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Supplemental Table 3. Pain Group Evidence Summaries and Evidence to Decision Tables

Question: Adjunctive nefopam compared to no adjunctive nefopam for ICU pain management (5.2)

Quality assessment

№ of patients

Effect

Quality

Importance

№ of studies

Study design

Risk of bias

Inconsistency

Indirectness

Imprecision

Other considerations

adjunctive nefopam

no adjunctive nefopam

Relative (95% CI)

Absolute (95% CI)

VAS Score with movement

1

randomised trials

serious a

not serious

serious b

serious c

none

Overall no difference in Pain assessment with or without nefopam: at rest and during movement at 12, 24, 36, 48 and 72 h after surgery using a visual analogue scale (VAS) Pain with movement at 48h was the only time point for which the difference was statistically significant. All others were non-significant.

⨁◯◯◯ VERY LOW

CRITICAL

CI: Confidence interval; MD: Mean difference

Explanations

a. Randomization method not described, no intention to treat with 24/300 loss to follow-up, blinding described

b. Only included CVICU patients in this study, however analgesic efficacy may be broadly applicable to all ICU patients

c. Confidence Intervals do not cross z ero (no effect) - however small sample siz e hard to draw conclusion on nefopam effects

Question

Should adjunctive nefopam vs. no adjunctive nefopam be used for ICU pain management (5.2)?

Population:

ICU pain management (5.2)

Background:

Intervention:

adjunctive nefopam

Comparison:

no adjunctive nefopam

Main outcomes:

VAS Score with movement;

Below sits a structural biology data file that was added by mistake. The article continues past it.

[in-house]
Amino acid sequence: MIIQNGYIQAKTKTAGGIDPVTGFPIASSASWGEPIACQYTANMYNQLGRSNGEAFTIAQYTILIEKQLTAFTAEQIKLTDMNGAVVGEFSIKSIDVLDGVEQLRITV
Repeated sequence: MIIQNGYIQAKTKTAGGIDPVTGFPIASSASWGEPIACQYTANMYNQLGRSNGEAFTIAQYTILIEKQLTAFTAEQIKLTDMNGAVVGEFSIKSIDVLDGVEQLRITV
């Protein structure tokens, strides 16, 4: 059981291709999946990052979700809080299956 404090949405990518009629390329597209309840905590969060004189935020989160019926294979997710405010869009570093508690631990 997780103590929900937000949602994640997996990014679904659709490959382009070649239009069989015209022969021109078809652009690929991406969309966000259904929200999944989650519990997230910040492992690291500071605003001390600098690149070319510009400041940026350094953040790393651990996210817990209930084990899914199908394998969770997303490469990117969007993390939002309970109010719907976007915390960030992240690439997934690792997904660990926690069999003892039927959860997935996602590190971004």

Setting:

Perspective:

Judgement

Research evidence

Additional considerations

Problem

Is the problem a priority?

○ No ○ Probably no ○ Probably yes ● Yes

○ Varies ○ Don't know

It is top priority to investigate the effectiveness/side effects of Adjunctive Non opioid analgesics to opioids compared to opioids alone in order to decrease opioids related side effects that are especially at risk in ICU patients:

- respiratory depression

- neurological impairment (decreased vigilance, delirium)

- ileus, nausea vomiting, etc...

Kim et al. 2014 [1]

n=276 patients scheduled to undergo cardiac surgery were randomly assigned between three

PCA groups (92 patients per group): nefopam, fentanyl or nefopam + fentanyl.

Each drug was given continuously + in PCA mode.

NB (1): For Question 5.2, we only take into consideration nefopam+fentanyl group versus fentanyl group.

Pain assessment:

at rest and during movement

at 12, 24, 36, 48 and 72 h after surgery using a visual analogue scale (VAS)

NB (2): The evidence table reported only pain at H48 which was the only time point for which the difference was statistically significant.

Doses:

nefopam group:

nefopam 4 mg/h

bolus: nefopam 2 mg (lock out ime = 15 min)

fentanyl group:

fentanyl 20 µg/h

bolus: fentanyl 10 µg (lock out ime = 15 min)

nefopam+fentanyl group:

nefopam 1.86 mg/h + fentanyl 9.4 µg/h

bolus: nefopam 0.93 mg + fentanyl 4.7 µg

(lock out ime = 15 min in every group)

Desirable Effects

How substantial are the desirable anticipated effects?

○ Trivial ● Small ○ Moderate ○ Large

○ Varies ○ Don't know

This study has a "Non inferiority design"

According to the study design, there was no inferiority of nefopam (adjunctive or not) compared to fentanyl (VAS non significant at H24 at rest and during movement).

Note that fentanyl dose changes according to the group from 0 (no fentanyl, nefopam only) to 9.4 µg/h (nefopam+fentanyl group) to 20 µg/h (fentanyl only)

VAS also non significant at H12, 24, 36, 48, 72 at rest, as well as during movement at H12, 24, 36, 72.

The VAS difference between group is only significant during movement at H48:

MD 0.34 higher (0.01 higher to 0.67 higher)

i.e. VAS higher in nefopam+fentanyl group compared to fentanyl alone group

"large" desirable anticipated effects because nefopam did as well as fentanyl, a good point for nefopam if we would like to spare opioids.

Undesirable Effects

How substantial are the undesirable anticipated effects?

○ Large ○ Moderate ● Small ○ Trivial

○ Varies ○ Don't know

"small" undesirable anticipated effects

beucause on the contrary, nausea was less frequent in the nefopam+fentanyl group (13%) compared to the fentanyl group (27%), p<0.01 taking into account the three groups (nefopam, nefopam+fentanyl, fentanyl).